Historical records matching William McMaster Murdoch
About William McMaster Murdoch
Lieutenant William "Will" McMaster Murdoch
Murdoch, with an "ordinary master's certificate" and a reputation as a "canny and dependable man", had climbed through the ranks of the White Star Line to become one of its foremost senior officers. He was selected to be Titanic's Chief Officer, with 16 years of maritime experience now behind him.
Murdoch had originally been assigned as the ship's Chief Officer, though when the Titanic's skipper Edward J. Smith brought Henry Wilde, his Chief from his previous command, Murdoch was temporarily reduced to First while First Officer Charles Lightoller was in turn reduced to Second. The original Second, David Blair, would sit out the voyage altogether while the rest of the ship's complement of officers remained unchanged.
Sinking of the RMS Titanic
Murdoch was the officer in charge at the bridge when the Titanic struck the iceberg on 14 April 1912. There are varying accounts as to what orders Murdoch gave in order to avoid collision with the iceberg. It is generally agreed that he gave an order of "Hard a'starboard" (an order which, through rotation of the ships wheel, would work to move the ship's tiller all the way to the starboard (right) side of the ship) in an attempt turn the ship to port (left). Murdoch is reported to have set the ships telegraph to "Full Astern" by Fourth Officer Joseph Boxhall, who saw them at that setting when he entered the bridge some time during the accident. Boxhall’s testimony was contradicted by Greaser Frederick Scott, who stated that the engine room telegraphs showed "Stop", and by Leading stoker Frederick Barrett who stated that the stoking indicators went from “Full” to “Stop”
During or right before the collision Murdoch may have also given an order (as heard by Quartermaster Alfred Olliver when he walked onto the bridge in the middle of the collision) of "Hard a'port" (moving the tiller all the way to the port (left) side turning the ship to starboard (right)) in what may have been an attempt to swing the remainder (aft section) of the ship away from the berg in a common manoeuvre called a "port around"] (this could explain Murdoch's comment to the captain "I intended to port around it"). The fact that such a manoeuvre was executed was supported by other crew members who testified that the stern of the ship never hit the berg.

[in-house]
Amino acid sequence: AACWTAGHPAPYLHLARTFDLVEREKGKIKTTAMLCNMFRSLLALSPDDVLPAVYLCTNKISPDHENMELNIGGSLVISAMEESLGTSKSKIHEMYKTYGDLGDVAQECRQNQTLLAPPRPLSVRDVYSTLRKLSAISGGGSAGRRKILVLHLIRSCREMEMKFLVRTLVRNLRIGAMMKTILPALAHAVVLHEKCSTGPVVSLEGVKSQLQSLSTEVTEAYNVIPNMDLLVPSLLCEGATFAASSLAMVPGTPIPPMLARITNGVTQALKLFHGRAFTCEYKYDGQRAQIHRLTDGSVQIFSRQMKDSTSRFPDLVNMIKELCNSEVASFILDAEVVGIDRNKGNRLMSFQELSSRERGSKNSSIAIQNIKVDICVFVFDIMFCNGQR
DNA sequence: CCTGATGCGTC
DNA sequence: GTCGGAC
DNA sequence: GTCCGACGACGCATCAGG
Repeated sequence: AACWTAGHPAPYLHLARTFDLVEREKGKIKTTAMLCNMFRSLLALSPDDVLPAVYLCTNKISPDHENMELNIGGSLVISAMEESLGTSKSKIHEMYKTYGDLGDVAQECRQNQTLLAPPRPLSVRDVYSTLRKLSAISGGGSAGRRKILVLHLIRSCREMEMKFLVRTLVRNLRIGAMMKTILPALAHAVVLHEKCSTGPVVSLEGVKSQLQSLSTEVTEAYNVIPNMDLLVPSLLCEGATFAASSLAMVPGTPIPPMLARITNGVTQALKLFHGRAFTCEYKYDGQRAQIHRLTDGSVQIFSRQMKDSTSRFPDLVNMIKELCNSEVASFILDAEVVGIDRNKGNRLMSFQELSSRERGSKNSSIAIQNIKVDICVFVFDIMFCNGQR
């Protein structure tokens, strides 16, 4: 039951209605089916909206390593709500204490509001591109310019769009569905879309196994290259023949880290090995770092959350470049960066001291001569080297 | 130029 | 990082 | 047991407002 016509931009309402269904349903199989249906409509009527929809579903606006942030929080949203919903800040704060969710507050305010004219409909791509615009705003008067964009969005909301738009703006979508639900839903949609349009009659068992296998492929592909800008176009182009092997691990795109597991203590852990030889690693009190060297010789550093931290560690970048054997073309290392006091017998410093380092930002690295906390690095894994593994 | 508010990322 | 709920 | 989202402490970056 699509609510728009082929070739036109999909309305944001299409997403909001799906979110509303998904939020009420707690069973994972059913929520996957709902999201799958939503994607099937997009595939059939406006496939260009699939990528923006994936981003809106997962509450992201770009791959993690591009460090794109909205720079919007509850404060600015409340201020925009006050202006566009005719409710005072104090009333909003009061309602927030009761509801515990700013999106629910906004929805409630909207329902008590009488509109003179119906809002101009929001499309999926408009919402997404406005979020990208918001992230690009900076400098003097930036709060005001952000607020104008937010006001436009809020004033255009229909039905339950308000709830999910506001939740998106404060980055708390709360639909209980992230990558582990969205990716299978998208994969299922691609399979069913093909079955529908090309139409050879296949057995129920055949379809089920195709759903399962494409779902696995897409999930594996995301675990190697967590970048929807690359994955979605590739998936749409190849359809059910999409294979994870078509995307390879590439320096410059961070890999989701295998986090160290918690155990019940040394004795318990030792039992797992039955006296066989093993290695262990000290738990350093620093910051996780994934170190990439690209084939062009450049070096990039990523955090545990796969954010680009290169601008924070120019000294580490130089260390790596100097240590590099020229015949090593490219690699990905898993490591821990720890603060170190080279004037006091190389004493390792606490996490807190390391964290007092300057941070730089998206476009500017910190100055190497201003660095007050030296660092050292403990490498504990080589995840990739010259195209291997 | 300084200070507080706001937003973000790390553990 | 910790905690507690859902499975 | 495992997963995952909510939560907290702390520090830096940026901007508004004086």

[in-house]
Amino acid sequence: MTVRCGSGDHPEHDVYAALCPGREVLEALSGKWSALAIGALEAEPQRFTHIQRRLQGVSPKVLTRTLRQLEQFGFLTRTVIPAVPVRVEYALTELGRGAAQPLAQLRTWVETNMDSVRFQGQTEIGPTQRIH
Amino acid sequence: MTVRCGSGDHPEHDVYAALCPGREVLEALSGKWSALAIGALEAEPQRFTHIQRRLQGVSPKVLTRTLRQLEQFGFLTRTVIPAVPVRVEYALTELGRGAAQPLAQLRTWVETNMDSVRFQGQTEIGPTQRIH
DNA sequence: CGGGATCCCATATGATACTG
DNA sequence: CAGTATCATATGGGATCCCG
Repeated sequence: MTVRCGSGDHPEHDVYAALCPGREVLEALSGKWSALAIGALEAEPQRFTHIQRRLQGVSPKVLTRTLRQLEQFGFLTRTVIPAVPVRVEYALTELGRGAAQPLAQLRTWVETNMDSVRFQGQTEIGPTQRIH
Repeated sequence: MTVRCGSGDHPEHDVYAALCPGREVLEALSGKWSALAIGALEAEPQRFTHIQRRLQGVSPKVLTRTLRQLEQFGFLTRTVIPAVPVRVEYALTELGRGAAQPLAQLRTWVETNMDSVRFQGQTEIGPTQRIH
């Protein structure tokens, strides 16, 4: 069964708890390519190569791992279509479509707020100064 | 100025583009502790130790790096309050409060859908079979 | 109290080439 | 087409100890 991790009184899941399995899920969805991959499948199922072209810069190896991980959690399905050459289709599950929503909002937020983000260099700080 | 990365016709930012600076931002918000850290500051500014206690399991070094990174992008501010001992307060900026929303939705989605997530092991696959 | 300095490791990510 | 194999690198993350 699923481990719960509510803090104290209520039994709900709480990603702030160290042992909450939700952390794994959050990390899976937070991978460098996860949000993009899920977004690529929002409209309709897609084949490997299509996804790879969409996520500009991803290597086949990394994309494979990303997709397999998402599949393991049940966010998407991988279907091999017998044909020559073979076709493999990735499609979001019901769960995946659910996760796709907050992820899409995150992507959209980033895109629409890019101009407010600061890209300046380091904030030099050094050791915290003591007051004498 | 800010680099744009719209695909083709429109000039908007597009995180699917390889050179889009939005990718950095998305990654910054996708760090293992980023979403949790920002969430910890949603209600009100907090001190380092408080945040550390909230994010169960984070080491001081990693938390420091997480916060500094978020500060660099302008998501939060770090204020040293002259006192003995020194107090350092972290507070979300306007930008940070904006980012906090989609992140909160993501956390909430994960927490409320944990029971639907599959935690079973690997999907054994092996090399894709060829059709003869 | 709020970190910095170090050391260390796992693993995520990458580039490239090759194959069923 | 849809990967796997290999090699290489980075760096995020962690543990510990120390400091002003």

Quartermaster Robert Hichens, who was at the helm, and Fourth Officer Joseph Boxhall, who may or may not have been on the bridge during the collision, both stated that the last command Murdoch gave Hichens was "Hard-a-starboard!". Despite these efforts the ship made its fatal collision at an estimated 37 seconds after the berg had been sighted. The ship's starboard (right) side brushed the iceberg, buckling the hull in several places and causing rivets to pop out below the waterline, opening the first five compartments (the forward peak tank, the three forward holds and Boiler Room 6) to the sea.
After the collision, Murdoch was put in charge of the starboard evacuation during which he launched 10 lifeboats, containing almost 75% of the total number who survived. He was last seen attempting to launch Collapsible Lifeboat A. He was never seen again after Titanic disappeared into the Atlantic Ocean on the morning of 15 April 1912. His body, if recovered, was never identified. Within days of the disaster, several crew members and passengers began to speak of a suicide that occurred near the end of Titanic's sinking. It is unclear who may have committed suicide, some claiming it was Smith, Wilde, or Murdoch. Several members of the crew, including the ship's lamp trimmer, Samuel Hemming, and Second Officer Charles Lightoller said they saw Murdoch attempting to free Collapsible A from the falls on the Boat Deck just before the bridge submerged in the final stages of the sinking, when a huge wave washed him overboard into the sea. Surviving wireless operator Harold Bride later stated that he saw Murdoch in the water nearby Collapsible Lifeboat "B," but that he was already dead.
In his home town of Dalbeattie, Dumfries and Galloway, Scotland there is a memorial to his heroism and a charitable prize has been established in his name. The charitable prize was given a donation by the James Cameron film for its false portrayal of Murdoch after the residents of Dalbeattie complained.